It is not necessary to amend the Constitution to rid of Article 121 (1A) if we bear in mind its original limitations. Article 121 (1A) does not remove the ability of a High Court to hear from the Syariah courts. It is the abortion of justice in both Shamala and Kaliammal cases that led to the recent uproar where non-Muslims felt that they have no legal recourse to their grievances. Certainly, legislations in Islamic law that creates unequal treatment of the sexes and between Muslims and non-Muslims in such areas as custodianship and religious conversion of a minor complicate the matter.
Malaysia is not an Islamic State where the Quran and Hadith reign supreme; the Constitution is still supreme. Laws are not created to grant every supposed “rights” one claims to have, or should have. Article 121 (1A) states that the civil courts do not have jurisdiction in what the Syariah courts enjoy, not that they are equal systems. Syariah court is not merely an “unequal part of a dichotomy,” it is not even part of a dichotomy as it is limited to certain areas only as expressly permitted by legislation.
To force those converts to Islam to publicly declare their conversion with penalties for those who failed to do so, as has been suggested, is to discriminate against Muslim converts. Our Constitution provides some basic freedom, and freedom of religion is one. Why should Muslim converts alone make their conversions public?
Clearly, the masses are easily persuaded or outraged by symbolic changes. I do not think it necessary to amend Article 121 (1A). The issue has always been how the civil courts failed to provide a venue for remedy to hear Kaliammal’s case. Why is there so much fear by the High Court that JAWI could not present evidence needed to convince Kaliammal and the judge, or the resentment of the Syariah court towards the civil system where it itself sprang from?
Ahmad Ibrahim noted that “in Malaysia, a person who has embraced Islam is still bound according to the civil law by his or her former personal law.” It was meant to point out that a convert to Islam cannot initiate divorce proceedings under a civil marriage, in effect making a change of religion a matrimonial offence and a reason for divorce. To the Syariah court, the civil marriage automatically is null and void, but can we write off blood relations as easily when it comes to their children? Here, it is important to note what Ahmad Ibrahim (1997) said: “It would result in grave injustice to non-Muslim spouses and children whose only remedy would be in civil courts if the High Court no longer has jurisdiction, since the Shariah courts do not have jurisdiction over non-Muslims.”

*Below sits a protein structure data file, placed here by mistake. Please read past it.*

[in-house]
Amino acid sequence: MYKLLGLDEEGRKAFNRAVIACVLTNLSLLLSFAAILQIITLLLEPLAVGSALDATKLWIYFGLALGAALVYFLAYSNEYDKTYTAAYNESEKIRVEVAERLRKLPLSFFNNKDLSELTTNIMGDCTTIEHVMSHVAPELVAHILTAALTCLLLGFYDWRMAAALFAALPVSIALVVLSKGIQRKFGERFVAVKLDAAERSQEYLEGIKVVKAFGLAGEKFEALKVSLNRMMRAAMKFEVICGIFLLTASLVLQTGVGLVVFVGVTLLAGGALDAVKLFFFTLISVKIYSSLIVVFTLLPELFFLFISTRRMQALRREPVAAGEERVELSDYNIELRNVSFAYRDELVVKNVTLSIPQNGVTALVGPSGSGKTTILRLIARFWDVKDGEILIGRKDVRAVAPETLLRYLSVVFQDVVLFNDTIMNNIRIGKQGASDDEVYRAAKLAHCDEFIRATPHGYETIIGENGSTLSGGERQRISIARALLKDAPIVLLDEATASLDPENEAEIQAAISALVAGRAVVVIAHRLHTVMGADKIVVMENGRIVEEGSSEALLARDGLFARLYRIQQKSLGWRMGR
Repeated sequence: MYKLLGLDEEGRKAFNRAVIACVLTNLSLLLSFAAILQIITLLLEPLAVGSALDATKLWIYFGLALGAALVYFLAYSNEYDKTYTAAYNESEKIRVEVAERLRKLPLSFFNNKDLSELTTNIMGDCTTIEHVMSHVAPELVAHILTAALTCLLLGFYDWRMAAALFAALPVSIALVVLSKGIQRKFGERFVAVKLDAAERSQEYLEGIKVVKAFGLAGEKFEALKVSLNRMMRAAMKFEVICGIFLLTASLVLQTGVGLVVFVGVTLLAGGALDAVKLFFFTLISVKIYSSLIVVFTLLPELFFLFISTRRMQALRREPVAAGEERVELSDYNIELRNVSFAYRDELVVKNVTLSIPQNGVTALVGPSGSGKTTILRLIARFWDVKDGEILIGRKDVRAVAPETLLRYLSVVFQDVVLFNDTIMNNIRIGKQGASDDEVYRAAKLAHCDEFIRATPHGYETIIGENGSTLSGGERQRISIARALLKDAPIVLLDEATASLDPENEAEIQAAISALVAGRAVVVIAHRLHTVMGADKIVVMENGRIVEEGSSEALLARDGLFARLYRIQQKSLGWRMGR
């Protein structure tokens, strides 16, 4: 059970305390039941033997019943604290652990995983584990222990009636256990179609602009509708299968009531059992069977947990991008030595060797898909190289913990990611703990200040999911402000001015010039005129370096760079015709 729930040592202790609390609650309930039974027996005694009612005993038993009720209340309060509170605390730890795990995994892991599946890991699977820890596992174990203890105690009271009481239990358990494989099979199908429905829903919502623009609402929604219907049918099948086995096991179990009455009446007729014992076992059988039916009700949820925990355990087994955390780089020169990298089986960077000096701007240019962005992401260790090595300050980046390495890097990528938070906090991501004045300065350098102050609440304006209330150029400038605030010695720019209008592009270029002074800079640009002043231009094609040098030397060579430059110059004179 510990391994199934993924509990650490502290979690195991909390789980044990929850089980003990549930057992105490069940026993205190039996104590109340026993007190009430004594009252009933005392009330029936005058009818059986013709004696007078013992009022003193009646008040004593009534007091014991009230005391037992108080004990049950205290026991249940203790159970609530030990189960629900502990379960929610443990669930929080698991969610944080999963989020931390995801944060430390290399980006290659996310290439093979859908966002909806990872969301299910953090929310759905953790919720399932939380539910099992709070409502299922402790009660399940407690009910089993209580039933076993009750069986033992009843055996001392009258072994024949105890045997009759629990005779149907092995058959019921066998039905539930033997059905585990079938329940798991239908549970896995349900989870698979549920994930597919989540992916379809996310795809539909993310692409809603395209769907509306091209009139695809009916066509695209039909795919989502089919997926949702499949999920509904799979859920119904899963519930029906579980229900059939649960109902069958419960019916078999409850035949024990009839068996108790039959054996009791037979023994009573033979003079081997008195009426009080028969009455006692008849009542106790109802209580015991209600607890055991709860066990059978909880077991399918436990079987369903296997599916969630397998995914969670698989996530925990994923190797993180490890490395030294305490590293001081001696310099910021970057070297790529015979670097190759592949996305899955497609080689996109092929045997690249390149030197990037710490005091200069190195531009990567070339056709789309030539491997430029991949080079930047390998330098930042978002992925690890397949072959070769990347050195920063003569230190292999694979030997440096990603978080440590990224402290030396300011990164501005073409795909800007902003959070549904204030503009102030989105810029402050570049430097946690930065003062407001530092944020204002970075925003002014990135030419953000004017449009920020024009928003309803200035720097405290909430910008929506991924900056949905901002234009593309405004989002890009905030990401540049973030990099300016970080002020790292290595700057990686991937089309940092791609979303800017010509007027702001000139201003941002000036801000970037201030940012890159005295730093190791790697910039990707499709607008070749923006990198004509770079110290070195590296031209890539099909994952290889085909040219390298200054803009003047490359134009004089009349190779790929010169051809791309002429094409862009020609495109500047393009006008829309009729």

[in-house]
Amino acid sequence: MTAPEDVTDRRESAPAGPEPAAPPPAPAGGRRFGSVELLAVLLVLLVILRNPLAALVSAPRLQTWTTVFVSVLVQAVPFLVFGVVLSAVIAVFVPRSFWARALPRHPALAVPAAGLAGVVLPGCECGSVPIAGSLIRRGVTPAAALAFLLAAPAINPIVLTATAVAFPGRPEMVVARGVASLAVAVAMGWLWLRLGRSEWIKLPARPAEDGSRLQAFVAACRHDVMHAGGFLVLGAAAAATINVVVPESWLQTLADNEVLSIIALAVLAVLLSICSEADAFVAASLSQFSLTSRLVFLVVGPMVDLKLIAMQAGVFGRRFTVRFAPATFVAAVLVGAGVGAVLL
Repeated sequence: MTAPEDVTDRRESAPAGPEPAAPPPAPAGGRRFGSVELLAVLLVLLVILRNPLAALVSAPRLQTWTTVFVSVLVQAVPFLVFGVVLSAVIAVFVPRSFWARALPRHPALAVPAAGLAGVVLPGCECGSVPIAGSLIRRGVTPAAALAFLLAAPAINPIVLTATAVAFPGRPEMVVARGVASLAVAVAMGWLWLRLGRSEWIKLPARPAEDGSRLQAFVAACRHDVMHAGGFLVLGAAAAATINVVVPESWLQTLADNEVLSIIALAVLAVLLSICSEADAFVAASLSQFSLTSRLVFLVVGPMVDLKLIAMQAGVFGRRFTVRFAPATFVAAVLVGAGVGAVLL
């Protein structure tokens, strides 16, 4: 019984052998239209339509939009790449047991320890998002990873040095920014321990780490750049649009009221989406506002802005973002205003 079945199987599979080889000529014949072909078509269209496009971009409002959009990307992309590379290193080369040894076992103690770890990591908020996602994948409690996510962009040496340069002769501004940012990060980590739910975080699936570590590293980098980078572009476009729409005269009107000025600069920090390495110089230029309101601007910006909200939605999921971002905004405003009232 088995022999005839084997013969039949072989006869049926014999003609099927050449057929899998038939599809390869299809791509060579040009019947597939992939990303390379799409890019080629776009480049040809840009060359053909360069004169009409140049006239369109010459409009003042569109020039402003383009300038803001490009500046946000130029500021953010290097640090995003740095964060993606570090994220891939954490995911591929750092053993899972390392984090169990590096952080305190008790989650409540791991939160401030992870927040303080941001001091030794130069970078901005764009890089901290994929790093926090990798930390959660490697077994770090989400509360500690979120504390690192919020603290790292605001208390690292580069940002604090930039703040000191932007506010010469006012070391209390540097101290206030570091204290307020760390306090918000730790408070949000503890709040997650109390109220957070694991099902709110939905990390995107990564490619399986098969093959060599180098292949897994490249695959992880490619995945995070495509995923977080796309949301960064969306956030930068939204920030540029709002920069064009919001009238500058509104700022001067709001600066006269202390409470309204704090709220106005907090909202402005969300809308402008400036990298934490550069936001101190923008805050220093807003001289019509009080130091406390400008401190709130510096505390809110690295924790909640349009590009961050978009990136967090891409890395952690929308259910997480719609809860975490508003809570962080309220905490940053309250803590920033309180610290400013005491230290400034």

We have fundamental rights that cannot be taken away with any law passed by Parliament. The Constitution protects us, and all courts and laws operate under its purview. Nothing is above the Constitution. However, the Constitution is only ink written on a piece of paper if it is not embraced. Previous amendments to the Constitution might have changed the original spirit of the document or weakened its intended meaning, but we must be careful in making further quick changes lest it results in further confusion. Seperti tikus membaiki labu (Mice fixing the pumpkins).
I agree that the Syariah Court and Islamic laws must be given a chance to mature and sort out the weaknesses. Islamic jurisprudence, like common law, is an evolving entity, not wholly free from human interpretations though guided by the Quran and Hadith; thus the various interpretations. In the end, the evolution of Islamic laws will also serve to open the door of ijtihad, inviting open debate. This would only make Islamic justice a more attractive alternative.
It is the universality of the principles in justice that are at trial here, not my rights stepping on yours, or vice versa. It would be a serious misinterpretation to view the recent controversy over the Islamic Family Law amendments as merely a disagreement between Muslim men and women. It is more accurately a struggle between conservative (literal) versus progressive and open interpretations of the Quran. The latter interpretation affirms gender equity. It would be disastrous to automatically favor fathers in the custody battles, especially where the husband has been proven to be unreliable and irresponsible. Legislating Islam is a human affair, and Muslims must partake in much the same way that other Malaysians partake in the passing of laws in Parliament. We do not live in separate worlds where Muslims and non-Muslims do not come in contact.
References: http://www.malaysiakini.com/letters/45948 Mohamad Hashim Kamali (2000). Islamic Law in Malaysia: Issues and Developments. Ilmiah Publications: Kuala Lumpur Tun Mohamed Suffian Hashim (1976). An Introduction to the Constitution of Malaysia (2nd ed.). Government Printer: Kuala Lumpur. Mimi Kamariah Majid (1992). Undang-undang Keluarga di Malaysia. Butterworths Asia: Kuala Lumpur. Ahmad Ibrahim (1997). Family Law in Malaysia (3rd ed.)http://www.malaysianbar.org.my/content/view/2232/2/ http://www.jihadwatch.org/dhimmiwatch/archives/009796.php http://www.aliran.com/monthly/2004b/9e.html